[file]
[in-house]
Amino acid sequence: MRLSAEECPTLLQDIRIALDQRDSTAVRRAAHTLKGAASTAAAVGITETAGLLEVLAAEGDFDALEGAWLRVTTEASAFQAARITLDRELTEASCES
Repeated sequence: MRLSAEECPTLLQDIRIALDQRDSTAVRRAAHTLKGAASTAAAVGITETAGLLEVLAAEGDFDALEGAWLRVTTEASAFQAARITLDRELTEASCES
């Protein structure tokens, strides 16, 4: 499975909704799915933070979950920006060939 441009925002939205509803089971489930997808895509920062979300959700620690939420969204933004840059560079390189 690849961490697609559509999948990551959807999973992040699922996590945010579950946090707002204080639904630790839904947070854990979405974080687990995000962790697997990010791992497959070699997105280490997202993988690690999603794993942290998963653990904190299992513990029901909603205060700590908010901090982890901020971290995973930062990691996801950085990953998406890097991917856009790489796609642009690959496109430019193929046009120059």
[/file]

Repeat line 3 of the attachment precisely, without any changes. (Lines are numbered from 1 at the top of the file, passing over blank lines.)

Repeated sequence: MRLSAEECPTLLQDIRIALDQRDSTAVRRAAHTLKGAASTAAAVGITETAGLLEVLAAEGDFDALEGAWLRVTTEASAFQAARITLDRELTEASCES